Getting personal: Capt. Brent Toth
February 4, 2009
Sometimes it’s too easy in any career to do your job day in and day out, never paying mind to the broader area in which you work.
But Mildenhall’s Capt. Brent Toth has his eyes set beyond the KC-135 cockpit. The assistant wing inspections chief for the 100th Air Refueling Wing is also a member of the Airlift/Tanker Association, a private group that lets Air Force personnel of all ranks learn more about their field.
And recently, Toth, 30, was named a recipient of the group’s 2008 Young Leadership Award. He got to travel to California to attend an association convention, hobnobbing with all types of four stars.
Congrats on the distinction. When did you receive it and how did you find out?
I was awarded it in November and I found out about it three months prior to that.
Was it a surprise?
I was very surprised. There’s an award process, so I had to be submitted from the wing. And then I never really gave much consideration to winning it. Col. [Eden] Murrie [100th ARW commander] brought me in for a staff meeting and had me brief something. Then at the end she told me I received the award.
Aside from the accolades and recognition, do you get a plaque or a cash prize or something?
No plaques. I did receive a medallion that says "2008 Young Leadership Award" that I had to wear around [the A/TA convention] so that I was distinguished as an award-winner during the convention.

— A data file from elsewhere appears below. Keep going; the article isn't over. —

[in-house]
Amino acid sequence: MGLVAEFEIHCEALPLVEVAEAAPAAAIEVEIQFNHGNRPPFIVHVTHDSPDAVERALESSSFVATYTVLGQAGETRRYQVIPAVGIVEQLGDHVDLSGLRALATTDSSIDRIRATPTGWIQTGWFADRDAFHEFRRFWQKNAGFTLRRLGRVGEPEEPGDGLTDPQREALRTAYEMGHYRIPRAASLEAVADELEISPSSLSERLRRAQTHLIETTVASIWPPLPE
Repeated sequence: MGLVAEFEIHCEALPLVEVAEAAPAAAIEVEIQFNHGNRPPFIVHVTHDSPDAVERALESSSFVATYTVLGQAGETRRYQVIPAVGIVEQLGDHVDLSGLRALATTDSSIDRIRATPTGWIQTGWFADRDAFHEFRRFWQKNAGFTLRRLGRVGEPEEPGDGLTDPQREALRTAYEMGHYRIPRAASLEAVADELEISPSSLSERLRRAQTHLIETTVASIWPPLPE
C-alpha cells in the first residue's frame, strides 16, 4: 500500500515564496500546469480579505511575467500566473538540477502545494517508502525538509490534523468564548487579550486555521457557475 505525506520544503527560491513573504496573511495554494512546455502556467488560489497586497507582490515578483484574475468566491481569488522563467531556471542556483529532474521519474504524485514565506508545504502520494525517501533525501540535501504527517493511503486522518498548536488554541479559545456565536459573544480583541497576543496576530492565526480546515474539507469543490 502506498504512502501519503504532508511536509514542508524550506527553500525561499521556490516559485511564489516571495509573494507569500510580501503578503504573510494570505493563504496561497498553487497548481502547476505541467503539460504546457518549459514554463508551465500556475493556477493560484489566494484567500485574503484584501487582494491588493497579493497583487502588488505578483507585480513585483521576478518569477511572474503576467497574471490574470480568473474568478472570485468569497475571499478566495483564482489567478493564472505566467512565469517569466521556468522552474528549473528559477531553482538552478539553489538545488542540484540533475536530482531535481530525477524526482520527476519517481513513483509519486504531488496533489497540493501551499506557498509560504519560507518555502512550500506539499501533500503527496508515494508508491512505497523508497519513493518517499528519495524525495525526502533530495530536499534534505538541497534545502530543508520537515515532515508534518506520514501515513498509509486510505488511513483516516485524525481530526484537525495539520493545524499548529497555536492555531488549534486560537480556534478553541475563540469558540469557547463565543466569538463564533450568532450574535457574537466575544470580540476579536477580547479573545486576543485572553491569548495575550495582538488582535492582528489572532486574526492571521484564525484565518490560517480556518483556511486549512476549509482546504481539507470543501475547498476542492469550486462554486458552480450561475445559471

What do you see as the biggest challenges facing Air Mobility Command in general, airlift or tanker, going into the future?
Well, [the generals at the convention] talked about where AMC is right now, the process of trying to find a new tanker. And the fact that that’s caught up in a quagmire right now. It’s being worked on by the staff. That was one of the issues they brought up there, but also the fact that AMC is doing wonderful things every day. You look at what’s going on right now in Iraq and Afghanistan and how much support AMC is providing, and how to sustain that for the future.
How well-utilized are these professional associations, and what can AF personnel gain from joining them?
I’m currently the A/TA vice president at Mildenhall. I started that about 1½ years ago. I think there was originally a connotation that it was just a pilot organization. But we’ve tried to reach out and show it’s not just for pilots, it’s for everyone who’s interested in what we do at this base, air refueling and air mobility.
Are you still able to fly in your current position?
Not as much. I used to fly three times a week, but I’m an instructor pilot now. My currency requirements aren’t as much as they were, but I still fly once a week.
Do you miss flying more frequently?
Once a week is enough to stay current, but this has been a great opportunity. When you fly every day you’re of course focused on flying. You don’t realize the other half of the base that does some wonderful things.
What’s the best and worst thing about flying the KC-135?
I think the best thing is it’s a great mission. It’s very satisfying to go up there and refuel coalition and NATO aircraft. The bad parts, I really don’t have any bad parts about my job. I think my job is one of the best out there right now.